A Terrible Ending

Barely four months after the series premiered, Steven, 24, was on his motorcycle heading home from work at a pizza shop on Sept. 16, 1989, when a car turned in front of him. He wasn’t wearing a helmet and he was pronounced dead of a skull fracture at a nearby hospital. (The other driver, Anthony Loera, actually left the scene but ultimately turned himself in. He was sentenced to three months in jail for felony hit-and-run.)

“I’m very, very, very angry,” his wife Jody, then 21, told a reporter for Knight Ridder that night. “I’ve never been this angry.”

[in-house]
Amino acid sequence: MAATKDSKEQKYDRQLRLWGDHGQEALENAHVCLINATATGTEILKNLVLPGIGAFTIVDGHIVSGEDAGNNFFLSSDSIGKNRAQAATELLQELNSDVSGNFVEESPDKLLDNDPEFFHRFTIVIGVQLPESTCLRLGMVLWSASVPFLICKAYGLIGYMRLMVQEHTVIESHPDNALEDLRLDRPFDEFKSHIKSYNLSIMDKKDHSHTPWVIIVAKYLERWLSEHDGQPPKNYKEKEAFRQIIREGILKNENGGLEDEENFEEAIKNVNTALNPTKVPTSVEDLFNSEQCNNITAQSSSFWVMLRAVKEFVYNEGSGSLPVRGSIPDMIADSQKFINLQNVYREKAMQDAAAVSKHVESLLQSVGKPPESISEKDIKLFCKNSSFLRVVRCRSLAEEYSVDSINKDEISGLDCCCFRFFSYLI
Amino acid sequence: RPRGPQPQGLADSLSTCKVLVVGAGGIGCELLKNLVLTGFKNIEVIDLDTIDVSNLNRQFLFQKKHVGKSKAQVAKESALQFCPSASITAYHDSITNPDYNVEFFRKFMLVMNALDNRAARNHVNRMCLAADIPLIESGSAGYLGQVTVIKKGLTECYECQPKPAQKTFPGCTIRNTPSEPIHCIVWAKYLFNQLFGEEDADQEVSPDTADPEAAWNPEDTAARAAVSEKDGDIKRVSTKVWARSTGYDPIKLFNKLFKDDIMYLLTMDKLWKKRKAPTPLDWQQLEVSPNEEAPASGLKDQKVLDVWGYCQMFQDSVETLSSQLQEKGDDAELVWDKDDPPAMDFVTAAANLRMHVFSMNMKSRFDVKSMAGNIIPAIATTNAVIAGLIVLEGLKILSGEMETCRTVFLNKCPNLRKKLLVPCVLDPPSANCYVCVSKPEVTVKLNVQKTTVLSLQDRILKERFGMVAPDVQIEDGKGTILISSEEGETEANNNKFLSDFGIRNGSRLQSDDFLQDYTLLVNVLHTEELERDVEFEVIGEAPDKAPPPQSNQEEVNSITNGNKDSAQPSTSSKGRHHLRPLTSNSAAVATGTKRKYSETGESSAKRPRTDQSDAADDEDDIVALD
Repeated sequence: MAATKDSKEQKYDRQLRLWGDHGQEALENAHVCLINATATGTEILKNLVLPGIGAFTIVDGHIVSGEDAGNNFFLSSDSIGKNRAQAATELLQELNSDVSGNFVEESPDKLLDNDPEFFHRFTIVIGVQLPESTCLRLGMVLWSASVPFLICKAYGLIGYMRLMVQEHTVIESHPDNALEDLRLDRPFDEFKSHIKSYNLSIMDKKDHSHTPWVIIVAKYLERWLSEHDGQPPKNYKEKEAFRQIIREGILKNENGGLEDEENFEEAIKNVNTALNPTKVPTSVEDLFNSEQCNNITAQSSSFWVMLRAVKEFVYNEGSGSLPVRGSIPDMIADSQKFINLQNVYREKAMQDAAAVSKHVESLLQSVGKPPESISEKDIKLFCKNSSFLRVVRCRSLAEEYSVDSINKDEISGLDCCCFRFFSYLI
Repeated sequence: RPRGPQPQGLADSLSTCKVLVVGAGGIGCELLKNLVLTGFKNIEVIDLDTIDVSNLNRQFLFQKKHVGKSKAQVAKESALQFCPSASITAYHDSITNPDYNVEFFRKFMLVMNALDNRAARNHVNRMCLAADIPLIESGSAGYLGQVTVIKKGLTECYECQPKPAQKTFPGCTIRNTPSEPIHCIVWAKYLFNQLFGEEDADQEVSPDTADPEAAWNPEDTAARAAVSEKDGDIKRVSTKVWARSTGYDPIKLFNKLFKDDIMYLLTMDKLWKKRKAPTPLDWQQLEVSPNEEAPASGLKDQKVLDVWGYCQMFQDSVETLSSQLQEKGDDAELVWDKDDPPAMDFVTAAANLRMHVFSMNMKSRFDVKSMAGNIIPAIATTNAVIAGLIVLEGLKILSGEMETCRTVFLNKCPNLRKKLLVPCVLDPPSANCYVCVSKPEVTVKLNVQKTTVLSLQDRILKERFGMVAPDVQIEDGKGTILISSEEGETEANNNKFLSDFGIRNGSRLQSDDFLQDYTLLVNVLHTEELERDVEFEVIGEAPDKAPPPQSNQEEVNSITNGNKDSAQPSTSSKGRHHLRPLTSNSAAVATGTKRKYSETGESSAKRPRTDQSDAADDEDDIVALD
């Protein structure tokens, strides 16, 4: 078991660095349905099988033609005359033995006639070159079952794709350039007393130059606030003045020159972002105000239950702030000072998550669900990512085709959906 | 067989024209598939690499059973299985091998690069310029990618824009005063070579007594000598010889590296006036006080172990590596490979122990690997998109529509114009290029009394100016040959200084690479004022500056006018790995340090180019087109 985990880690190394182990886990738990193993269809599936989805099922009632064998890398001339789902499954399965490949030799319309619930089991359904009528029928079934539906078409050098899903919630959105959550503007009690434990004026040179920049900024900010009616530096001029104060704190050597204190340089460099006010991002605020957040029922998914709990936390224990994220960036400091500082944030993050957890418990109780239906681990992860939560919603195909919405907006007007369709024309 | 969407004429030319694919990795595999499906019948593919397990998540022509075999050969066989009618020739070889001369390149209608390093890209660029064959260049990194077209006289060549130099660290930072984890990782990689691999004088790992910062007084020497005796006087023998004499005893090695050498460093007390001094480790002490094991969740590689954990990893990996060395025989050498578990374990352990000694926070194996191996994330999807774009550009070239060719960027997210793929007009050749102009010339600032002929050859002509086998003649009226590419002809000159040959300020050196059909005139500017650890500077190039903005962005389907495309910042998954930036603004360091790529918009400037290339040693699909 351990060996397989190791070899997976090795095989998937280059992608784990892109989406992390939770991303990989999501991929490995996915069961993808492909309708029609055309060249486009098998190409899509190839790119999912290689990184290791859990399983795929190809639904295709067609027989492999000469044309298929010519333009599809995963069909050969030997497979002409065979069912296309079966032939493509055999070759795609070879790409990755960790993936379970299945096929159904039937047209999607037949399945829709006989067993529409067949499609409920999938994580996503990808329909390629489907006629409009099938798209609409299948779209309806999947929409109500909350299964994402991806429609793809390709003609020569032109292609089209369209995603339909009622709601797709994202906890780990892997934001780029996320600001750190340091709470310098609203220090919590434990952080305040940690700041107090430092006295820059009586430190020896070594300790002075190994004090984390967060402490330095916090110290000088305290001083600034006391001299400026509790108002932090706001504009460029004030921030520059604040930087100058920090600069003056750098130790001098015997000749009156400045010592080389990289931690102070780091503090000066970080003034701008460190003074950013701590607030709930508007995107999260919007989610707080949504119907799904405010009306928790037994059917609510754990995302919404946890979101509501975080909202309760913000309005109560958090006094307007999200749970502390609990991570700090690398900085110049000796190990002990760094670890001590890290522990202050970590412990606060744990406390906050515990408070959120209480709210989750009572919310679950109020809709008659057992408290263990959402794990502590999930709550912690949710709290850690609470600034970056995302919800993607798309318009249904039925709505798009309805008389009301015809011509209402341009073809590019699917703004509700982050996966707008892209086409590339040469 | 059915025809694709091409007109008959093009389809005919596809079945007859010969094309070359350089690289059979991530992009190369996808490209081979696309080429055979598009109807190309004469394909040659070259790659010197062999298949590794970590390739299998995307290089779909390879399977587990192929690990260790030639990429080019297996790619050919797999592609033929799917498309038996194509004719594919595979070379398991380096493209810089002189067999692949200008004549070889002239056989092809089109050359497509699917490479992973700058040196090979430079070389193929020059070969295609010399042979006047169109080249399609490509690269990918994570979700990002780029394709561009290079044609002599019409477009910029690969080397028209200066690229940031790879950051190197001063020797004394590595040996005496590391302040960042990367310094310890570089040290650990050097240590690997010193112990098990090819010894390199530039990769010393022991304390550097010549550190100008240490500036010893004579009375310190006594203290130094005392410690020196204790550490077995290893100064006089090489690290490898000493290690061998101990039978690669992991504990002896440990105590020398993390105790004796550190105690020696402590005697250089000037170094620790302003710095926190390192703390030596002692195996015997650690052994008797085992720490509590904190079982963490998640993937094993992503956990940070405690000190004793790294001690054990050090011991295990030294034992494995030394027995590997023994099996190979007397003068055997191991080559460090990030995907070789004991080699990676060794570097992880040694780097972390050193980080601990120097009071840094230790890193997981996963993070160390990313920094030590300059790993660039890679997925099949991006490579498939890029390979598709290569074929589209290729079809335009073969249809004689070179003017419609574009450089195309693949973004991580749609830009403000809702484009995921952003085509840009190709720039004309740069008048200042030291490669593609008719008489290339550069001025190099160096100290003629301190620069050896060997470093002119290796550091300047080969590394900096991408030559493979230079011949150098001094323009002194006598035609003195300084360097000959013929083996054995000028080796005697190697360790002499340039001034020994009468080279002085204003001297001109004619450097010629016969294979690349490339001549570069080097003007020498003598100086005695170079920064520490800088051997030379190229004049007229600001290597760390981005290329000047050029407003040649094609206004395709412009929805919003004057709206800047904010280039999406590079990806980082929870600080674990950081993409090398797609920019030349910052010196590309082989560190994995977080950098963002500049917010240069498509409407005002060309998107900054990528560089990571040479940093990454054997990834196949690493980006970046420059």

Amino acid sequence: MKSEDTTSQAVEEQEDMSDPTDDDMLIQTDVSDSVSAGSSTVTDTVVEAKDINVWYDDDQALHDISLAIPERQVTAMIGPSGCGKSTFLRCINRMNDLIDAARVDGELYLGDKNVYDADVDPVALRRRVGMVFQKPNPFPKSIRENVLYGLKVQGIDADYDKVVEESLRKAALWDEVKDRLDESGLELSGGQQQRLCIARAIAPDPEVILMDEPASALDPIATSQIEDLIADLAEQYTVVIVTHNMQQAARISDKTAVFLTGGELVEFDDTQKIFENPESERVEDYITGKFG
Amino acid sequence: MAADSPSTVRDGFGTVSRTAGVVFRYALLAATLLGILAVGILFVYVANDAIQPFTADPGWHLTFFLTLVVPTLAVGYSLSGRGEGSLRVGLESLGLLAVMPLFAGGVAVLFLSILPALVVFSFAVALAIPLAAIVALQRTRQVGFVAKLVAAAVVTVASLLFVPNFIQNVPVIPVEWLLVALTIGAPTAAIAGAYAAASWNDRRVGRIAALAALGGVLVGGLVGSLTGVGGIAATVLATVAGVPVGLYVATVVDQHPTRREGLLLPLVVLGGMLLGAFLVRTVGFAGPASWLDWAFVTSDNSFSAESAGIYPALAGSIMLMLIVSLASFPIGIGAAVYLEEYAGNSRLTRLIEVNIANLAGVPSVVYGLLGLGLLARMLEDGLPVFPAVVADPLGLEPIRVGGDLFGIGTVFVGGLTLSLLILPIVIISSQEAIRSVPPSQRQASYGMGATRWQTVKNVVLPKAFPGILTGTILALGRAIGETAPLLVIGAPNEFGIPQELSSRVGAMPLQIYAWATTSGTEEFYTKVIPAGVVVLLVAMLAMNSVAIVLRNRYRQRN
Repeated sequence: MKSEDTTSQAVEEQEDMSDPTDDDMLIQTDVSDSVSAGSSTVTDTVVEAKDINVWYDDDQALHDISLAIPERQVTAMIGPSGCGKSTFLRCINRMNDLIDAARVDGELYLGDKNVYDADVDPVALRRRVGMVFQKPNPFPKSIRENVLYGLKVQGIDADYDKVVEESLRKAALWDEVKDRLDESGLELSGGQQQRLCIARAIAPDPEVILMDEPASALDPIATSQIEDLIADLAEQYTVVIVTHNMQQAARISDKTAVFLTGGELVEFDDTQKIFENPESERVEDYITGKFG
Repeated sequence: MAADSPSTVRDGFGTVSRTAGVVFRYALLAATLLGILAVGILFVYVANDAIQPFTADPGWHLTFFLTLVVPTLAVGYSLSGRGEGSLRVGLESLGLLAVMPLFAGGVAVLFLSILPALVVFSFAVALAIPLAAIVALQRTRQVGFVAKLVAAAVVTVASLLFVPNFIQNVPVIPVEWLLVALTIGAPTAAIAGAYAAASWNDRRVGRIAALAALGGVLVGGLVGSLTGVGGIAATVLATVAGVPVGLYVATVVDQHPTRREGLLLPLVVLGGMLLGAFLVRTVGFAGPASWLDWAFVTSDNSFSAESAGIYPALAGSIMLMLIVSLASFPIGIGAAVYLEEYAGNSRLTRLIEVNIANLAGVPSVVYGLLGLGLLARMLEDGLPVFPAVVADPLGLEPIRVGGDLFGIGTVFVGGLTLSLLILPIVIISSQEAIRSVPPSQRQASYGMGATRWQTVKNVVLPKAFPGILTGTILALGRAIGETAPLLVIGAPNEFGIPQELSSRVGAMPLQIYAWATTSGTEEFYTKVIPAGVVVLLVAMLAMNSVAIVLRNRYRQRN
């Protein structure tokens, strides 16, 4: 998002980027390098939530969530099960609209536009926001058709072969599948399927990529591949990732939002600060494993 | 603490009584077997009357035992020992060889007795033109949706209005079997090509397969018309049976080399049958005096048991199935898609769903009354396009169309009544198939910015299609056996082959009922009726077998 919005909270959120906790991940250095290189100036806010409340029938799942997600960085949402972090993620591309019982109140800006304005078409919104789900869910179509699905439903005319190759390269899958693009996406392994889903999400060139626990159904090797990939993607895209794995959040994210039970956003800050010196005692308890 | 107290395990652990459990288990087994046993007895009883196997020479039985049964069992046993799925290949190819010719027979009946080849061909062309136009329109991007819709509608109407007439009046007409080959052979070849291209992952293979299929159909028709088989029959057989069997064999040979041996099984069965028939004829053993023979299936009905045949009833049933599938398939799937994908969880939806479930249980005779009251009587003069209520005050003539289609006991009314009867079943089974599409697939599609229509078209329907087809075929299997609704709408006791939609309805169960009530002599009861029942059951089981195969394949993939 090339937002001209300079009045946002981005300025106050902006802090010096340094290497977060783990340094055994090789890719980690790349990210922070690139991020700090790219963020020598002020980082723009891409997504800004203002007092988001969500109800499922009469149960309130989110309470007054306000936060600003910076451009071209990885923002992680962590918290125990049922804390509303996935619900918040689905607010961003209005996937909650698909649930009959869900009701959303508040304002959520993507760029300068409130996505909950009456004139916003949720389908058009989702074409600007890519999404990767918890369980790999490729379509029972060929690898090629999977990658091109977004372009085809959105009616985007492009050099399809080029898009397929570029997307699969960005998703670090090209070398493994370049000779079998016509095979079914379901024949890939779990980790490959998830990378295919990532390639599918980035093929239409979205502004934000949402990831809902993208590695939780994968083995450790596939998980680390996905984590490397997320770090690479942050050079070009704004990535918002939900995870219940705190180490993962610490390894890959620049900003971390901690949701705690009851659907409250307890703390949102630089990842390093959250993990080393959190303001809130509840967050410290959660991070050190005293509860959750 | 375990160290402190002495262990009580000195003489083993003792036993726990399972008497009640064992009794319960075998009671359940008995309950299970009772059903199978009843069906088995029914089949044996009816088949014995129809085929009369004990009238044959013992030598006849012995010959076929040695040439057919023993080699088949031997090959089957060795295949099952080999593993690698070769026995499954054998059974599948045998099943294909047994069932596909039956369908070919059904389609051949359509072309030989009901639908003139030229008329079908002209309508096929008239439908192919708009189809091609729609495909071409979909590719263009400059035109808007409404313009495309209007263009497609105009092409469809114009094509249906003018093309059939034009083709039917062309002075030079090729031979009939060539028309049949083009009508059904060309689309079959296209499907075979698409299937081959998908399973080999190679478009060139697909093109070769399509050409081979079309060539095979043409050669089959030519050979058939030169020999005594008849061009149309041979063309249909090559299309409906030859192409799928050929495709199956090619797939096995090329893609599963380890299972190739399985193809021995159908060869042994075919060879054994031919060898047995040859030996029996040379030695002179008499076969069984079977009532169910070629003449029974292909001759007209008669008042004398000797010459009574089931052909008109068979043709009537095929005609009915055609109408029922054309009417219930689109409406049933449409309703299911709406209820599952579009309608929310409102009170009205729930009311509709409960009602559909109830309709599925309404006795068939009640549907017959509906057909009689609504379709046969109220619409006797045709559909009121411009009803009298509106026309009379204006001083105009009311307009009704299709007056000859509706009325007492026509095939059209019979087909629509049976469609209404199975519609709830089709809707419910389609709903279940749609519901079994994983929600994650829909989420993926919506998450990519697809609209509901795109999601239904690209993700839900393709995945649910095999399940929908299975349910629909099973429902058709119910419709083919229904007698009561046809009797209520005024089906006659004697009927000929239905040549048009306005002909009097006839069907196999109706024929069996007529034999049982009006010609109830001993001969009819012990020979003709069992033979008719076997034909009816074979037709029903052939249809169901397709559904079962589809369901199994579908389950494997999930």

Though the ready assumption was that Steven’s sadly short life had been defined by his troubles, Jody said he’d been “a very happy man” of late, and they’d been living “a normal life with two beautiful kids.”  

More than 450 people turned out for Steven’s funeral and Timothy White, the boy he saved, was a pallbearer.

Yet in another perversely tragic twist of fate, White also died young, suffering a pulmonary embolism on April 1, 2010, when he was 35. He had been a Los Angeles County Sheriff’s deputy for five years, according to the Press Democrat, and was survived by his wife and two children.



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